November 30, 2023
Today, the agency rolled out new tools and FAQs that will continue to inform stakeholders about the Food Traceability Rule and help covered entities come into compliance.
The Food Traceability Rule is designed to facilitate faster identification and rapid removal of potentially contaminated food from the market, resulting in fewer foodborne illnesses and deaths. Foods subject to the final rule’s requirements appear on the Food Traceability List (FTL).
Featured in this update are the following:
- New webpage about traceability lot codes, including examples of how Key Data Elements (KDEs) could appear on invoices and bills of lading
- Video highlighting some technological components of product tracing systems
- Examples of a traceability plan
- New Frequently Asked Questions (FAQs)
- New supply chain examples for deli salads
- Information on how to apply for a waiver or exemption, if eligible
These featured tools are accessible from the FDA’s traceability webpage, along with:
- Supply chain examples for different commodities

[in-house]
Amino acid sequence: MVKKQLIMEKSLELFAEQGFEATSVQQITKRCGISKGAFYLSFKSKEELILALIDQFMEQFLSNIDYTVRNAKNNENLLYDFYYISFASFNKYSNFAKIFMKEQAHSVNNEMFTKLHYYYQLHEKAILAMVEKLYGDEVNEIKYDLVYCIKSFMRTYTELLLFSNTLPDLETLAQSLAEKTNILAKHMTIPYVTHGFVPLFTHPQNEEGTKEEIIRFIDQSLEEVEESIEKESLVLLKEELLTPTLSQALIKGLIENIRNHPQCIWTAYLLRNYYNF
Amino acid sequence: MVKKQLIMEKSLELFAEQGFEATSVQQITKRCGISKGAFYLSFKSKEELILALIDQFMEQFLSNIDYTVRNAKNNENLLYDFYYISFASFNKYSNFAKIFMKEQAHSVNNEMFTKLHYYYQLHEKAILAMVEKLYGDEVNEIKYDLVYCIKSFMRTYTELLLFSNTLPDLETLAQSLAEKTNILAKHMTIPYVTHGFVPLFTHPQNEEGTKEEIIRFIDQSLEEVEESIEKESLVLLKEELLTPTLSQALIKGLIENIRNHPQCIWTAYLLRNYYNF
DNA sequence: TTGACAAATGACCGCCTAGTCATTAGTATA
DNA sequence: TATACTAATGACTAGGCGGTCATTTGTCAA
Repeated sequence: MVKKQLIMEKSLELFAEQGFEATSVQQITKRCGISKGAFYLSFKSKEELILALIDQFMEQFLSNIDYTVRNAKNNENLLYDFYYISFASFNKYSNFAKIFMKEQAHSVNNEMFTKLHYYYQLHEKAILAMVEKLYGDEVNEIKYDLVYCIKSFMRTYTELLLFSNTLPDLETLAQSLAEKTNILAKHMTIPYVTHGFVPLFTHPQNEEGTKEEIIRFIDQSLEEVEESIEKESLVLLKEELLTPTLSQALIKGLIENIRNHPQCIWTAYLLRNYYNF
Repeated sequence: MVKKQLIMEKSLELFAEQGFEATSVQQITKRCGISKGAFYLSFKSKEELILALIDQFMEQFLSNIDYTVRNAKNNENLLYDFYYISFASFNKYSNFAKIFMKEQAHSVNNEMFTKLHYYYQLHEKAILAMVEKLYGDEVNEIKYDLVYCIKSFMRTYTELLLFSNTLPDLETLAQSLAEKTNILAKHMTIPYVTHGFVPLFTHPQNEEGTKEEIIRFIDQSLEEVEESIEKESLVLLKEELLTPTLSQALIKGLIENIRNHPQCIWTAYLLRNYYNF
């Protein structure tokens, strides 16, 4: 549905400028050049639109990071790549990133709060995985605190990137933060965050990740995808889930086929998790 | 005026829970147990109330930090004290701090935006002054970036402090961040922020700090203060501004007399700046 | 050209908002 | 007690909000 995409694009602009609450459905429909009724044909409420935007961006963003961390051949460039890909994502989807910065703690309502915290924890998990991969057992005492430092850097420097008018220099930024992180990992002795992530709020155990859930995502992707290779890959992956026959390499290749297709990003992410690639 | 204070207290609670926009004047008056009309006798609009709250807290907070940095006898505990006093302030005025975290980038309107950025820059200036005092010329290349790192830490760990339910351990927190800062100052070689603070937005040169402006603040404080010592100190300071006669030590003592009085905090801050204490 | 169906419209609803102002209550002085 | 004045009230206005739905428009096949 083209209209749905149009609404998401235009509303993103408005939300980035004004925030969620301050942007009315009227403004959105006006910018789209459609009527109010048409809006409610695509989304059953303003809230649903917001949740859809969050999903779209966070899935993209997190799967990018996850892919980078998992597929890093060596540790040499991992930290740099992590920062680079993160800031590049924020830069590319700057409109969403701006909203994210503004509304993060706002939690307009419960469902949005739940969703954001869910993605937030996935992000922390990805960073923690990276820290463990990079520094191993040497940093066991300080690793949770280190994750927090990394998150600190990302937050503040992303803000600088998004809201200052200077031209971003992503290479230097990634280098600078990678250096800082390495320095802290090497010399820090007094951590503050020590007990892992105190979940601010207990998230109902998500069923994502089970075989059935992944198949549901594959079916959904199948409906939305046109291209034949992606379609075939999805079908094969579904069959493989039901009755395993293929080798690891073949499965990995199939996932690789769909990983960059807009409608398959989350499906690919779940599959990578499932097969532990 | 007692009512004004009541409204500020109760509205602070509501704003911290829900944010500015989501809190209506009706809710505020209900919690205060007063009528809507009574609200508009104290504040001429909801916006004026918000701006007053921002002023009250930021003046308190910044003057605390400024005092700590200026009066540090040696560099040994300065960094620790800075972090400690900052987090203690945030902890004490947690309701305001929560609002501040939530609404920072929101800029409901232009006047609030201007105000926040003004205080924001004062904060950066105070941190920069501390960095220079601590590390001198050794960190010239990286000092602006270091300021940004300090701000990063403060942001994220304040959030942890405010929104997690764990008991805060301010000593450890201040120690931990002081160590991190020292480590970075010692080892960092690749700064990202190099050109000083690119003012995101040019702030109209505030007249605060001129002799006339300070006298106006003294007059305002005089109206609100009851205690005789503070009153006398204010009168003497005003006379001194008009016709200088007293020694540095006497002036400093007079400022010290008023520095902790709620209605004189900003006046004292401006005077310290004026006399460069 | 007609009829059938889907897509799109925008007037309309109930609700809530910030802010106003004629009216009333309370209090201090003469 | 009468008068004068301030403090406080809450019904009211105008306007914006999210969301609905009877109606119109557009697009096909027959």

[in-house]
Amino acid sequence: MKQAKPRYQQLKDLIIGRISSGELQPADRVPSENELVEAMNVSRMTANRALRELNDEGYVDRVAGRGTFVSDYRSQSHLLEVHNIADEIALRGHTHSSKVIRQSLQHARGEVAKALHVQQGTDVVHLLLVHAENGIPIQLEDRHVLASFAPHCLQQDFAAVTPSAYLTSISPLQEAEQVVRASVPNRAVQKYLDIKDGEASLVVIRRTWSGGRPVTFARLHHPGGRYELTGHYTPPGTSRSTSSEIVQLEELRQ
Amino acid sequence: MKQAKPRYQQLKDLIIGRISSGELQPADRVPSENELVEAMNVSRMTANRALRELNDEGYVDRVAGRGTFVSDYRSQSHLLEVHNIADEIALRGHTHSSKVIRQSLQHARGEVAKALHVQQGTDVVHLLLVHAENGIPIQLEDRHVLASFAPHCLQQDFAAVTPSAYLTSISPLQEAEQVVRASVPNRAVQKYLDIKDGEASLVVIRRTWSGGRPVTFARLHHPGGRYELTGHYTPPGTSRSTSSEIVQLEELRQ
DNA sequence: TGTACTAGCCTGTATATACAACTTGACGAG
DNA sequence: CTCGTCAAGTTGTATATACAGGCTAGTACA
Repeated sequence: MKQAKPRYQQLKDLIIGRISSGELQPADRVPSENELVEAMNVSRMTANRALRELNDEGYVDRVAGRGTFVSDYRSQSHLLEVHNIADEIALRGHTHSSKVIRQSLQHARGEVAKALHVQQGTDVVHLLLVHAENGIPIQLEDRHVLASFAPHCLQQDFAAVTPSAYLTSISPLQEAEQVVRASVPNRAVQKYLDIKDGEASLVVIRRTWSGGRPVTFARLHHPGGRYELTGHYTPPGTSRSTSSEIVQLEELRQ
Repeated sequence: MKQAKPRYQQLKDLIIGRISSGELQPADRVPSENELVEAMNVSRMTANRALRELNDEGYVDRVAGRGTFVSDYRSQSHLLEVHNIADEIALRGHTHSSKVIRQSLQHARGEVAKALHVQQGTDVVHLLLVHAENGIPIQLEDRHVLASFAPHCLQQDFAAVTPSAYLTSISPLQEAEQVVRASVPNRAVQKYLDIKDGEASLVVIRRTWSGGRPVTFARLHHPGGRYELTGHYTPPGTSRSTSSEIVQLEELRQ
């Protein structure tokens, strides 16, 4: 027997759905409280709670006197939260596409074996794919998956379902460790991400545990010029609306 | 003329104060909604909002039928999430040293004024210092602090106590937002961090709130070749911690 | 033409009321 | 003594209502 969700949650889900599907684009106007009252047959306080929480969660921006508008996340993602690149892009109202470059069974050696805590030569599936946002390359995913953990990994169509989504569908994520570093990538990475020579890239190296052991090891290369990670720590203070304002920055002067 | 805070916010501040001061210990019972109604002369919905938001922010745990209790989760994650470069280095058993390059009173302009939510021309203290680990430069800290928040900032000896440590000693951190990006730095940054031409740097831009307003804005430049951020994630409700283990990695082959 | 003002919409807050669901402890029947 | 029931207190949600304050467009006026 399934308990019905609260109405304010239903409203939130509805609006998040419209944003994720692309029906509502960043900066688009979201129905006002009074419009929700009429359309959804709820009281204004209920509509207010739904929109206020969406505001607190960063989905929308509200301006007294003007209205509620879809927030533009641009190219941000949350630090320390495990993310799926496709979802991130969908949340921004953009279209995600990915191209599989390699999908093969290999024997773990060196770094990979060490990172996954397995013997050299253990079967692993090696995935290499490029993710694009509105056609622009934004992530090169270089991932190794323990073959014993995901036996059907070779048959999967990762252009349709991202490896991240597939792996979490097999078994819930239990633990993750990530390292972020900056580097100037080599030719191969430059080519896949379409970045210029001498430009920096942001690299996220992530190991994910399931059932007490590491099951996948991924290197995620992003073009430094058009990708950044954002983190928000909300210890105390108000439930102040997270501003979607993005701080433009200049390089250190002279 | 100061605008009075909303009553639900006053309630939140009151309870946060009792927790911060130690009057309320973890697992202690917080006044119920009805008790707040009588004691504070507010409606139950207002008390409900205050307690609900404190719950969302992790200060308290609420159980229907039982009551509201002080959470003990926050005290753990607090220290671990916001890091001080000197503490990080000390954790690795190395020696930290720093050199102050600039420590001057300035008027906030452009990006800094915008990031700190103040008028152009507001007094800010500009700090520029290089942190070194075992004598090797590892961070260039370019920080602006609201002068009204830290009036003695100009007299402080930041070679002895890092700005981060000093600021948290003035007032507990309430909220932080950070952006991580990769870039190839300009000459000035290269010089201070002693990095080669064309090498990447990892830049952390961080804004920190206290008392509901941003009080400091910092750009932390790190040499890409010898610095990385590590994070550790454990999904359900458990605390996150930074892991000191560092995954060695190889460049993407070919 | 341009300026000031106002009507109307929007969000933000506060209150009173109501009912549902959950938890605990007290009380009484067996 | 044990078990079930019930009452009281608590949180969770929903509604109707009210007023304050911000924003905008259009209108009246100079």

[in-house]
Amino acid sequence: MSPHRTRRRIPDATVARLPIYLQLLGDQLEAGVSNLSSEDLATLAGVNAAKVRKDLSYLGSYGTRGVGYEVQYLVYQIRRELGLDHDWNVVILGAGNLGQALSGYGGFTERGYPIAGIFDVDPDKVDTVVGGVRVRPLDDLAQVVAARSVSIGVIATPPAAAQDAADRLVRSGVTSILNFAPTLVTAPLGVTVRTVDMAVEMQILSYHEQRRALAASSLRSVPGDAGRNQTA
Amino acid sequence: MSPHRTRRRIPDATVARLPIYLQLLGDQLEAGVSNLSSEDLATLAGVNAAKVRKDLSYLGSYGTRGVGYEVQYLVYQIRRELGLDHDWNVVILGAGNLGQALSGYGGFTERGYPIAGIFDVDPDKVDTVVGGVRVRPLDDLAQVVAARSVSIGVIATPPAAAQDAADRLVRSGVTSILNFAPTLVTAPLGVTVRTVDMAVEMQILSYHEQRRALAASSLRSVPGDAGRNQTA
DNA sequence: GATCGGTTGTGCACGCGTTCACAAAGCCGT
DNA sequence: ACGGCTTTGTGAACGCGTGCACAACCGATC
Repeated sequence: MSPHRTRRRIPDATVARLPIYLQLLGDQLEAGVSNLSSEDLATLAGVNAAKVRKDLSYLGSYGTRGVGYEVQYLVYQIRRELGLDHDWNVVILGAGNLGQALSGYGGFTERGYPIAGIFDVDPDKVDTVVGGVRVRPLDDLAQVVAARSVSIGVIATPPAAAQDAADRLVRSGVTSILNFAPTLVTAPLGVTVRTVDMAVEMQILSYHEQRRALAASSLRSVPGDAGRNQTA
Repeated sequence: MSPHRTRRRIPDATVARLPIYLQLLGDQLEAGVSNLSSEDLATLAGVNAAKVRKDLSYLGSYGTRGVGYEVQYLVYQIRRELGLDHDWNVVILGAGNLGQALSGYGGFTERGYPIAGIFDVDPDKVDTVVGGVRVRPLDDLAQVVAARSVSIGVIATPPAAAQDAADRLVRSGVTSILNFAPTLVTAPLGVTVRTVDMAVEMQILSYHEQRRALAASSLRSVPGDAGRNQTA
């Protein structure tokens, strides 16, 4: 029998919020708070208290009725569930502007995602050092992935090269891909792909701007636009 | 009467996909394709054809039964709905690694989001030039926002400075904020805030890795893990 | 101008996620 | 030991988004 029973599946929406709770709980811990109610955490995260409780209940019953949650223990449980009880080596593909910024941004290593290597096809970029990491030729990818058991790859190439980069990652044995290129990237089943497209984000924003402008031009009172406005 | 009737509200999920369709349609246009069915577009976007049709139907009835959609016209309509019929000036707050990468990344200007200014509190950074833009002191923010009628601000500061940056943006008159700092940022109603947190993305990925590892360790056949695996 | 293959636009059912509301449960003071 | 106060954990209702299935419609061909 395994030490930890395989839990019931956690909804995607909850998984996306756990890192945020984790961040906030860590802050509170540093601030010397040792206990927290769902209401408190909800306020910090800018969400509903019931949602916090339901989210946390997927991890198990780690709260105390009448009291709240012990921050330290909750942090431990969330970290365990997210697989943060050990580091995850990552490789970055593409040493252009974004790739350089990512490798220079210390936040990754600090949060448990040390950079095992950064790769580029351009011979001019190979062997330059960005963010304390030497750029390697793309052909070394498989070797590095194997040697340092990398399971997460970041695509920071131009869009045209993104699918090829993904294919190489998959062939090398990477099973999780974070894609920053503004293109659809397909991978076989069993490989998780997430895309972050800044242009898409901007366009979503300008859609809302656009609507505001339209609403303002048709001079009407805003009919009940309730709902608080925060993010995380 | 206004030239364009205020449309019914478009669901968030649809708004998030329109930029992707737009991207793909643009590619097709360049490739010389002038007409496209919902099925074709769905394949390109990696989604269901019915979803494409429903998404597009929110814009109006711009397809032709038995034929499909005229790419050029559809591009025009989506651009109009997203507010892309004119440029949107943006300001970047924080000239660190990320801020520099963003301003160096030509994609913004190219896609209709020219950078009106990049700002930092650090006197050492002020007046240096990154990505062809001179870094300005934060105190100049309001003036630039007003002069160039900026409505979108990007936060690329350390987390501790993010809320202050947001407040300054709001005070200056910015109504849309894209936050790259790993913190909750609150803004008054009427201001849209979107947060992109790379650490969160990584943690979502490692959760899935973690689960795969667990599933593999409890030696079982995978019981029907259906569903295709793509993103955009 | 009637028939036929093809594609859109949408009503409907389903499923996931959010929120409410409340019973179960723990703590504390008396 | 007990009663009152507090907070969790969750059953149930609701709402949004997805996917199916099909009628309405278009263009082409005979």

- Fact sheets
- Guide to Getting Started with the Food Traceability Rule
- Translations of the codified portion of the rule as well as many of the supporting materials and tools
- Interactive tool that explains Critical Tracking Events and Key Data Elements
- Interactive tool that identifies partial and full exemptions to the rule
The compliance date for all persons subject to the Food Traceability Rule is January 20, 2026. In September, FDA announced that routine inspections under the Food Traceability Rule will not begin until 2027, to give covered entities additional time to work together and ensure that traceability information is being maintained and shared within supply chains per the requirements of the rule.